Heart Care

New Strategy May Find Heart Attacks Quickly

Millions of Americans end up in the ER each year with chest pain, and doctors need to know as soon as possible if that chest pain means a heart attack. A common blood test may be able to provide a definitive answer within an hour.

Photo of ER door open and facing an ambulance

In a recent study, the test, called high-sensitivity cardiac troponin (hs-cTn), appeared to improve the early diagnosis of heart attacks for people who came to the ER complaining of chest pain.

Cardiac troponins are chemicals called enzymes that appear in the blood when heart muscle dies - a common result of a heart attack, says Hal Chadow, M.D., at Brookdale University Hospital and Medical Center in New York City. Dr. Chadow was not part of the study.

Although a different troponin test has been used for more than a decade, it can't detect minute levels of troponins, which the new high-sensitivity test can.

Chest pain in the ER

A Swiss team led by Tobias Reichlin, M.D., of University Hospital Basel, tracked nearly 900 patients who came to the ER with severe chest pain. The final diagnosis for almost 150 was confirmed as a heart attack.

About half of all the patients were assessed using the new troponin test in addition to an electrocardiogram and physical exam, which were done on all patients.

The new testing protocol measured the patients' troponin value when they first arrived, and over the next hour.

Using this method, the researchers ruled out heart attack in 60 percent of the patients, found evidence of heart attack in 17 percent, and put the remaining 23 percent into a group to be "observed" over the next hour.

Differing survival rates

Among patients who did not have a heart attack, the 30-day survival rate was 99.8 percent; among those who were placed under observation, the survival rate was 98.6 percent. In those who had a heart attack, the survival rate was 95.3 percent.

Dr. Reichlin's team found that using the combo of tests not only appeared to be safe, but significantly shortened the time needed to figure out if the patient had suffered a heart attack. The team also believes that this test could avoid the need for prolonged monitoring and multiple blood tests in three of four patients who come to the ER with chest pain.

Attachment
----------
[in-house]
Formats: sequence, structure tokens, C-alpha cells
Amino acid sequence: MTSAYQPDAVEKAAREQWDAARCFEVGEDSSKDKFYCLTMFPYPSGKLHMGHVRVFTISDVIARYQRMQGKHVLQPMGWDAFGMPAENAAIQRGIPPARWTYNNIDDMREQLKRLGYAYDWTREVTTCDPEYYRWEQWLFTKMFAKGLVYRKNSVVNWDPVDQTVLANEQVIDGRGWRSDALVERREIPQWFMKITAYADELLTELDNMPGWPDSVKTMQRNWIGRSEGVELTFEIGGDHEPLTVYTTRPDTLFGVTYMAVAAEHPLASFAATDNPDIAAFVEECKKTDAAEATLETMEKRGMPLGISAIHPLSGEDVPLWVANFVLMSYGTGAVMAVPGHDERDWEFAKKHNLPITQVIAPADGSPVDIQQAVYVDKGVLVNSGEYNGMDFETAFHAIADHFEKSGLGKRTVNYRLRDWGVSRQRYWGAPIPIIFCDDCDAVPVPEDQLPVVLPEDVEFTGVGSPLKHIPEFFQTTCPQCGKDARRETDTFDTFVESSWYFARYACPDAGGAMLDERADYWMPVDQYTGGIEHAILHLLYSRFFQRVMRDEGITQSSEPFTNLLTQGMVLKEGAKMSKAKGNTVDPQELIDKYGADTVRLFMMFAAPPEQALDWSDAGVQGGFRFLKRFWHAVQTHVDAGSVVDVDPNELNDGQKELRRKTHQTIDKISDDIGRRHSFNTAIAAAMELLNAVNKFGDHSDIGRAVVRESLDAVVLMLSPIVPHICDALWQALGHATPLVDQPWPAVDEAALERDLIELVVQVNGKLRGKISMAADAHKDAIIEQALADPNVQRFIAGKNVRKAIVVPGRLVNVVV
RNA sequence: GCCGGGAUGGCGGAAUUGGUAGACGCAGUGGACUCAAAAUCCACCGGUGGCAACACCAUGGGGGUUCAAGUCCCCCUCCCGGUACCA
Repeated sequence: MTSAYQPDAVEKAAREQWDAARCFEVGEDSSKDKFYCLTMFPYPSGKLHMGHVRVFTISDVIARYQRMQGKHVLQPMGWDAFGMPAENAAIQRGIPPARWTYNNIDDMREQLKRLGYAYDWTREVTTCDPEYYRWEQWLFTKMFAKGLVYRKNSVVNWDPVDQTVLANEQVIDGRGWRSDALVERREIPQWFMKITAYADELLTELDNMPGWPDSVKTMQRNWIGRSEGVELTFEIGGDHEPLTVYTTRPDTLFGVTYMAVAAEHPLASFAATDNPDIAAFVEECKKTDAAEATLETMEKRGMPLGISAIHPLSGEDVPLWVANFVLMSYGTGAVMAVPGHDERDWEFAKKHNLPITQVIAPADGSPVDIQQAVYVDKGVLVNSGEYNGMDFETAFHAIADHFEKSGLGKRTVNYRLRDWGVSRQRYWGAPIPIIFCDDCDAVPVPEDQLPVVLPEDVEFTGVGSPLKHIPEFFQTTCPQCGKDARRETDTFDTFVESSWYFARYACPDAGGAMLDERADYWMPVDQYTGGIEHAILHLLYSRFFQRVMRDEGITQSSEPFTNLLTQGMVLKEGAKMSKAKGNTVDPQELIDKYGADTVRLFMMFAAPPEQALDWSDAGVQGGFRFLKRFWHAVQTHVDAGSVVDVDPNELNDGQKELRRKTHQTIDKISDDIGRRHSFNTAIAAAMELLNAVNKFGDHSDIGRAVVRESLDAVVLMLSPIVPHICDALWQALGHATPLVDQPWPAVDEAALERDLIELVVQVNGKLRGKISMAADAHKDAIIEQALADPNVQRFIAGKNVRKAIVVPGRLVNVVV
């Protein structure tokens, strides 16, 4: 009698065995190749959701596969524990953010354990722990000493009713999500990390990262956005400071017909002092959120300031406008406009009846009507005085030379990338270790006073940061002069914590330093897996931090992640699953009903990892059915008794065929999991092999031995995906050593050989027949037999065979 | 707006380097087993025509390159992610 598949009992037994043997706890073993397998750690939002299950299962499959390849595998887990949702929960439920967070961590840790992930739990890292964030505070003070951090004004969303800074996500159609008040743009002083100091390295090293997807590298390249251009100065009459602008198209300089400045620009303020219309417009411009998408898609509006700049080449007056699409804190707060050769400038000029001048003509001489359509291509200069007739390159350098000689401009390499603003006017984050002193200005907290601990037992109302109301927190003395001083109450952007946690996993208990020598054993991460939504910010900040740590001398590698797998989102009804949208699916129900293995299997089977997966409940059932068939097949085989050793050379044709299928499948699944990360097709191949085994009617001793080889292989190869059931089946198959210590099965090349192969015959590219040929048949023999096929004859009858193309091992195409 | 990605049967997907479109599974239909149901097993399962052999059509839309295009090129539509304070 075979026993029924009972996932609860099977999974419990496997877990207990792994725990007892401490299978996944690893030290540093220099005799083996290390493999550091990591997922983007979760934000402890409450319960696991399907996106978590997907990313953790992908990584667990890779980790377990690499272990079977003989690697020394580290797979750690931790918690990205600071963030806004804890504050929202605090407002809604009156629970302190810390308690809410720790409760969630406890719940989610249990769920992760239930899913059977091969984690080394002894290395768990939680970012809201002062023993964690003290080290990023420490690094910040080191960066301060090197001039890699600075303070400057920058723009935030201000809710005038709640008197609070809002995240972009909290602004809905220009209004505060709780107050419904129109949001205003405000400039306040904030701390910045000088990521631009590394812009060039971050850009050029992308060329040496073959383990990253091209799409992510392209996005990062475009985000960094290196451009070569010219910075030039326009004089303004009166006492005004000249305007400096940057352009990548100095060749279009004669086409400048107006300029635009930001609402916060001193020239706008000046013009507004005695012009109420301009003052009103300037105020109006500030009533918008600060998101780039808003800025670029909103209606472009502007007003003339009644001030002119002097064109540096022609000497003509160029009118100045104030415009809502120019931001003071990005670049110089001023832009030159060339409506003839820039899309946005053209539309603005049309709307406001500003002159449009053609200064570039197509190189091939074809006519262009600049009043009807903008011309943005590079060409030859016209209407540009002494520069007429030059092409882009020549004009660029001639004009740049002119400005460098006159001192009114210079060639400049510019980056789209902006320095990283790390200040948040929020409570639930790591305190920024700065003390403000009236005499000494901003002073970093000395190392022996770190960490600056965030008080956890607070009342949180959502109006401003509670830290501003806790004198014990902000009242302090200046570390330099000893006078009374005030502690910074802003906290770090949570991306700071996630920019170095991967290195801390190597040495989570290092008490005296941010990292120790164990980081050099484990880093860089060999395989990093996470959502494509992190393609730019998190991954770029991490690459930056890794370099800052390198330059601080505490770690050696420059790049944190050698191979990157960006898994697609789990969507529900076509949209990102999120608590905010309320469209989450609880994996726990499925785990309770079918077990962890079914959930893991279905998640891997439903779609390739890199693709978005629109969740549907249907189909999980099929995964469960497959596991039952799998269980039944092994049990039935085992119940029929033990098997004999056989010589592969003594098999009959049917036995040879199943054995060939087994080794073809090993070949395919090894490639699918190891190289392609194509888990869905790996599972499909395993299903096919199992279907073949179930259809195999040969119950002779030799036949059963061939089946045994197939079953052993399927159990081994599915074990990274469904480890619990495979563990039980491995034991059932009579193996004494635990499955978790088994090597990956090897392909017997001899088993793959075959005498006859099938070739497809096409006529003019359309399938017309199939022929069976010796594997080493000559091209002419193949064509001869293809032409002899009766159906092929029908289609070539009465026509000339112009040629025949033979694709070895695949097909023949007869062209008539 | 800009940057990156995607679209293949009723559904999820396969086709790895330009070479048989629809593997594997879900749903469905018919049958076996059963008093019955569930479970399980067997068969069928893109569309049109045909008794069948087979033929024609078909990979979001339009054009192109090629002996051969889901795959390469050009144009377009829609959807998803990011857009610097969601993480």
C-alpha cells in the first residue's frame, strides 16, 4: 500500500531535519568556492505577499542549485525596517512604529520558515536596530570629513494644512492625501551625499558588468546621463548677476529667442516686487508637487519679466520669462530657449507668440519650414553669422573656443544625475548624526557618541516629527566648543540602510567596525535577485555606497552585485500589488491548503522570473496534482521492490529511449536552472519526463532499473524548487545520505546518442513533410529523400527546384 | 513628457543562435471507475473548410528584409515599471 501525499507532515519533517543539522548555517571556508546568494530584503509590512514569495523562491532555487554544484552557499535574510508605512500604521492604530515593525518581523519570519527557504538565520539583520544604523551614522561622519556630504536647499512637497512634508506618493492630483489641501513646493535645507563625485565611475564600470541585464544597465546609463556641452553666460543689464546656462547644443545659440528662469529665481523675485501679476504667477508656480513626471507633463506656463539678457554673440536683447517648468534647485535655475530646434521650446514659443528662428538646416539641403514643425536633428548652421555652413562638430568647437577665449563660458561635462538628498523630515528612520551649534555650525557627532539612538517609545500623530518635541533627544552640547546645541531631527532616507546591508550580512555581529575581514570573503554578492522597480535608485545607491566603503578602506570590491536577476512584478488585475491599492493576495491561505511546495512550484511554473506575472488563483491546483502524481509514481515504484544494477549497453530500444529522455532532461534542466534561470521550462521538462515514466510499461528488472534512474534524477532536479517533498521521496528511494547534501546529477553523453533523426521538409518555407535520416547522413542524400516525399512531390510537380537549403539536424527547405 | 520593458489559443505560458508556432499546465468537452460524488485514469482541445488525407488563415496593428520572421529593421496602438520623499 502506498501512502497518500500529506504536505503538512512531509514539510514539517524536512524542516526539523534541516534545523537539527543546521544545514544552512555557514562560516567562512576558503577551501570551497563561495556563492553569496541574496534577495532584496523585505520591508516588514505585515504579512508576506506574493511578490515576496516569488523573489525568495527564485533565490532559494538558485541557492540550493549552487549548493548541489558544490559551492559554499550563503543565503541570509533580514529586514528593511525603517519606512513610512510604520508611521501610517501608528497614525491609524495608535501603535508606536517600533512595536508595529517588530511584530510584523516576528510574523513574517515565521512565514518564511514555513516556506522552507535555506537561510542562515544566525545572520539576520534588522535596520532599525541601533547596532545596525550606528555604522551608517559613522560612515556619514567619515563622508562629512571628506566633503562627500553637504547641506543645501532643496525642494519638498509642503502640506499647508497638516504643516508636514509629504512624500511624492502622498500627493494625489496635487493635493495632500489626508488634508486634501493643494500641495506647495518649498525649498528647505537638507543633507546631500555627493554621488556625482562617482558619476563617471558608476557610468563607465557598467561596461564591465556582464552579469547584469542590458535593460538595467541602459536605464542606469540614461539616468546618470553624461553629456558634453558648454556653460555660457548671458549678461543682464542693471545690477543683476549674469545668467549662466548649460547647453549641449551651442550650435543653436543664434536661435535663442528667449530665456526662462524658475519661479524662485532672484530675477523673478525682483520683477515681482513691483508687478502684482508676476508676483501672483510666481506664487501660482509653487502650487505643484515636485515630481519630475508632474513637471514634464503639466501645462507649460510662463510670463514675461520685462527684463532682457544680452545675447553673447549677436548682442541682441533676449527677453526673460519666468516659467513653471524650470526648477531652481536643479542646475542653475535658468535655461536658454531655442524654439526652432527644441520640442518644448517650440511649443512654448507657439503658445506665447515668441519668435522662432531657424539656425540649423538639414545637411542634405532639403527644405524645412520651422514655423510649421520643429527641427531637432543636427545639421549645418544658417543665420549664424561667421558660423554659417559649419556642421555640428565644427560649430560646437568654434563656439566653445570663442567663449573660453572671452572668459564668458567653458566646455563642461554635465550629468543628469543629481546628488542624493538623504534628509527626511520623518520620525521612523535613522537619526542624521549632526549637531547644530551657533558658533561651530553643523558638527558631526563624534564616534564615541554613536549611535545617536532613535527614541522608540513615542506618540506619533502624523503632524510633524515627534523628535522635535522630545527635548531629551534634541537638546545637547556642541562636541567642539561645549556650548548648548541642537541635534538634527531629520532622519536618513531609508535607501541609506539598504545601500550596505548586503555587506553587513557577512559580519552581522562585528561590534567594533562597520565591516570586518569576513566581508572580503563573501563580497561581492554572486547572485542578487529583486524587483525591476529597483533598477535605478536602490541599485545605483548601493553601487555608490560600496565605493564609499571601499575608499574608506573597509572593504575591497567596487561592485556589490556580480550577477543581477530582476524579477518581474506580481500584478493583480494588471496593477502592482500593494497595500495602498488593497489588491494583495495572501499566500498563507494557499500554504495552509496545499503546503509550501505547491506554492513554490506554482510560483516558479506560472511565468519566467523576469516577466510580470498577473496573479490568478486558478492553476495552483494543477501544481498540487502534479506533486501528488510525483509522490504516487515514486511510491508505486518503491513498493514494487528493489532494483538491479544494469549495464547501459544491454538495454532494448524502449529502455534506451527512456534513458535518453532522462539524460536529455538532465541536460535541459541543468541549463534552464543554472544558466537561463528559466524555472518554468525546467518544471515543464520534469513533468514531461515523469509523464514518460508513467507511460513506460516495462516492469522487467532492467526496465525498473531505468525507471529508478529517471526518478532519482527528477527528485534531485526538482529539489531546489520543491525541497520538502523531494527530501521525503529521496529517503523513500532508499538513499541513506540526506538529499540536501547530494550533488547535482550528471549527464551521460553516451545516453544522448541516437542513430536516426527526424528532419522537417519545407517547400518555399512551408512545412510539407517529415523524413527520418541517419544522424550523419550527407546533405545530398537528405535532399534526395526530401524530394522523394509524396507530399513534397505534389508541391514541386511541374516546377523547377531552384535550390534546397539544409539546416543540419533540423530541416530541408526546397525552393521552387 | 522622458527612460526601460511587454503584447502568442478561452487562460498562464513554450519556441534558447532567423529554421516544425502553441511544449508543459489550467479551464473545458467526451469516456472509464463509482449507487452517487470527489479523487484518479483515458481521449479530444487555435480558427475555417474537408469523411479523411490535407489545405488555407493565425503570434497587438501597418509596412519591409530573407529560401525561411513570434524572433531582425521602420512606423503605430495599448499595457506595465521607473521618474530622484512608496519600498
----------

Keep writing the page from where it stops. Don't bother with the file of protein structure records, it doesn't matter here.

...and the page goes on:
Although troponins are often higher in people who have had a heart attack, they also can be linked to other conditions such heart failure, clots in the lungs, and stroke, which is why some doctors are calling for caution.

One drawback

Robert Glatter, M.D., at Lenox Hill Hospital in New York City, is concerned that doctors who rely on the troponin test might miss other potentially lethal heart conditions.

He says the high-sensitivity troponin test is not just a test to 'rule in' or 'rule out' heart attack. "Instead, they are a valuable tool to risk-stratify patients with chest pain who may have a number of potentially lethal conditions," he says.

Drs. Glatter and Chadow agree that more studies are needed to confirm the results of the study and to better determine the benefits of troponin testing.

The study was published in the New England Journal of Medicine.

Always talk with your health care provider to find out more information.

Online Resources

(Our Organization is not responsible for the content of Internet sites.)

American Heart Association - Heart Attack

National Heart, Lung, and Blood Institute - How Is a Heart Attack Diagnosed?

October 2012

Thriving After a Heart Attack

If you've had a heart attack, you're probably wondering how your life is going to change.

Over the long term, your quality of life is tied to how severe your heart attack was and how it was treated. Beyond that, any change will depend largely on you. If you make it happen, your life can be healthier and more active than before.

The first step is to work with your doctor to find the cause of your heart attack and find ways to reduce your risk for another heart attack.

After a first heart attack, the risk for another heart attack increases two- or three-fold. That doesn't mean, though, that the second heart attack has to happen. Here are several strategies to help make your life healthier:

  • Stop smoking

  • Change to a healthier diet

  • Become more physically active

  • Take your medicine as directed by your doctor

You may need surgery to fix damaged heart muscle or angioplasty or surgery on the blood vessels that put you at risk. But surgery by itself is never enough. Lifestyle changes are also necessary.

Always talk with your health care provider to find out more information.

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